I spent a good part of my Saturday helping one of our neighbors get her apartment back in order after a long period of isolation. When I arrived, Chris who lives next door to her was outside sanding and prepping his door to match the others in the building where they live. “Let me know if I can help with anything,” he hollered as we carried bags of cleaning supplies into her apartment.

Later on, I had pulled one of the rugs out on the sidewalk to steam clean it. Another of our neighbors came walked up on me. Between the music and the volume of the carpet cleaner, neither one of us noticed the other until we were practically on top of each other. “I didn’t see you there,” she said. “Do you need any help?”

It wasn’t too long after that, that Wayne came walking by. I haven’t seen Wayne in a while because he’s in housing now and hasn’t been feeling well. We were excited to see each other and both stopped in our tracks to catch up for a few minutes. About that time, my husband pulled up with a table I have been meaning to have delivered to the woman I was helping. Wayne jumped to it, “Man, can I help you with that,” he said. Rushing over to help move the table into the house.

Before I left, the woman I spent had my day helping was in such better spirits knowing the improved condition of her apartment. “You’ve worked so hard to help me,” she said as I was leaving. “Can I help you with anything?”

Now, please know that I do not make a habit of loving my neighbor because I expect anything in return. But after that small window of experiencing so many offers from our neighbors to become part of loving others, I couldn’t help but be proud of the culture and community that we are building.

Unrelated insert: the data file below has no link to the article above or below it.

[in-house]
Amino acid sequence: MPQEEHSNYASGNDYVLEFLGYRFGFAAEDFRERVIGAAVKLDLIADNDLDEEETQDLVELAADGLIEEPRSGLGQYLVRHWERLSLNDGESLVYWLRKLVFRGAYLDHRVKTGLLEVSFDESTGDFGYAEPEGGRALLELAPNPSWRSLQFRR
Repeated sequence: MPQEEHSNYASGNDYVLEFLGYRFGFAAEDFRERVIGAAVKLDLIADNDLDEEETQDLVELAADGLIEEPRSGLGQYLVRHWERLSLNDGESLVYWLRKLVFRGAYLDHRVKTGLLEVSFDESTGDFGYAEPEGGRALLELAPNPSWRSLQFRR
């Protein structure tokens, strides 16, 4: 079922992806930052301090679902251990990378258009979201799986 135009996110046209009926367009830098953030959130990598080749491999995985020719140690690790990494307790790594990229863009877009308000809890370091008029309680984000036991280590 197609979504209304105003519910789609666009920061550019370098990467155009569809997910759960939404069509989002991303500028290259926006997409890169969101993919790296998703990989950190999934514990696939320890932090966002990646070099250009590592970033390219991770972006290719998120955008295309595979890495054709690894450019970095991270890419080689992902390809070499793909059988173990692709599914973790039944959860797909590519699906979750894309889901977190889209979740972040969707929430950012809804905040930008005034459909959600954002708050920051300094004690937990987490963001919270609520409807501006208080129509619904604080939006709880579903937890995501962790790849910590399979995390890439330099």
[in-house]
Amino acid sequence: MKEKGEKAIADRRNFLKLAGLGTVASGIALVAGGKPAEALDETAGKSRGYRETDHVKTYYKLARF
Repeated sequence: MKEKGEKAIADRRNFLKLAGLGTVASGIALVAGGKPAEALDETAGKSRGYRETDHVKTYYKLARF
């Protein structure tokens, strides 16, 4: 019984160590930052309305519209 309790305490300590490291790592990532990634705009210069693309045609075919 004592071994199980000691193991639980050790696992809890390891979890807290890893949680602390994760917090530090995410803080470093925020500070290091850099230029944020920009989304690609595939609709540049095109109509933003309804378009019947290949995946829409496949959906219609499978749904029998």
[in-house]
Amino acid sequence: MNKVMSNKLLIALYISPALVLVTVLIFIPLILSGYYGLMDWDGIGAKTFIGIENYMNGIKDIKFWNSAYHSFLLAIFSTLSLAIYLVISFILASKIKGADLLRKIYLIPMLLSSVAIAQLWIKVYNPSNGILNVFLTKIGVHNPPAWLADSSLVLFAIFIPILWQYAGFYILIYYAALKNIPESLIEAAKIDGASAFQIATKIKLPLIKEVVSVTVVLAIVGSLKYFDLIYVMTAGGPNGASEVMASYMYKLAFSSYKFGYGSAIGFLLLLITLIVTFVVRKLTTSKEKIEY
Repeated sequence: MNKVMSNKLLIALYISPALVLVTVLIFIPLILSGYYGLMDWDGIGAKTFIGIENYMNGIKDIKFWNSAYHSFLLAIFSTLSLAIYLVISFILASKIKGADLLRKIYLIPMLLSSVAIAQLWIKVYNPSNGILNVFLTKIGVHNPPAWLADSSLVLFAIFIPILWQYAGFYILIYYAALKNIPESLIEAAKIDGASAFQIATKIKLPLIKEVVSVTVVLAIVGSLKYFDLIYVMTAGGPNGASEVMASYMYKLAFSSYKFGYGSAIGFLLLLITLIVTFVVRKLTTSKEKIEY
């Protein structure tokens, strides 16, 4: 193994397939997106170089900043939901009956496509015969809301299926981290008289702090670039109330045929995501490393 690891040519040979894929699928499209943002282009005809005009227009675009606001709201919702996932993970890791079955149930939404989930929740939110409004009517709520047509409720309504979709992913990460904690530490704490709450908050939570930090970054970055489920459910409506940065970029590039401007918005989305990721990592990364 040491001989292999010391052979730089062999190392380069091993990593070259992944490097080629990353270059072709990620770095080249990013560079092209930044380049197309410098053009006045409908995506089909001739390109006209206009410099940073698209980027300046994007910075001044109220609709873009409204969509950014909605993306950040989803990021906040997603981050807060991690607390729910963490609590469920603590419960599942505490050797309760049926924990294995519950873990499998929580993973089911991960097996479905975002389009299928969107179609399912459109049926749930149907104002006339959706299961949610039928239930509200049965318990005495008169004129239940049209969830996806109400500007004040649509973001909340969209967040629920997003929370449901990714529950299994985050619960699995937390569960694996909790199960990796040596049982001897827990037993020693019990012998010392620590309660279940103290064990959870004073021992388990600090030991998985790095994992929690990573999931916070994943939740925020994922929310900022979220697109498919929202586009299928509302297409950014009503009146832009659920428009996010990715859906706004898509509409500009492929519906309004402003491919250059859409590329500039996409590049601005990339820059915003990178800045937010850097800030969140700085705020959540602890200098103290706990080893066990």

Chelsea, brave soul that she is, left me in charge of Street Church this weekend. Something about graduating from Seminary and all. Please drop her a note of congratulations if you get a chance. She has worked so hard, especially this last year as she has taken on Micah and her final year of classes, in the midst of a pandemic none the less!

Thankfully, she left me with an amazing team of leaders who have been increasingly coming alongside our neighbors in making Street Church happen every week. With Lew (Christ Lutheran) and Rachel as greeters, Tim (New Hope UMC) and our neighbors who showed up early to set up, Carol and Gerry (Fredericksburg UMC) working with Caitlin and Marvin in the kitchen, Rick (Common Ground) driving the bus with Jimmy Joe as navigator, all I really had to do was show up and say something important. We are truly blessed to be among to bear witness to a community that is so eager to share their gifts and respond anywhere that help is needed.

My Saturday experience and Sundays culmination of talents was really good inspiration for a reflection on John 17:6-19, the prayer Jesus prays to God on his disciples behalf as he is getting ready to ascend into heaven. While Christ will no longer be physically present with the disciples, the mission continues. And not just for those who remained immediately after the crucifixion, but all those who come to be part of the body of Christ revealed in how we live and tell the story to others.

I hear Christ saying three distinct things in the John 17 prayer.

1. You gave them to me. God and the world are now intertwined as one because of Christ’s death and resurrection.
2. The world did not believe me, and it is not likely to believe those who follow me.
3. Protect those who follow me, “so that we they may be one, as [Jesus and God] are one”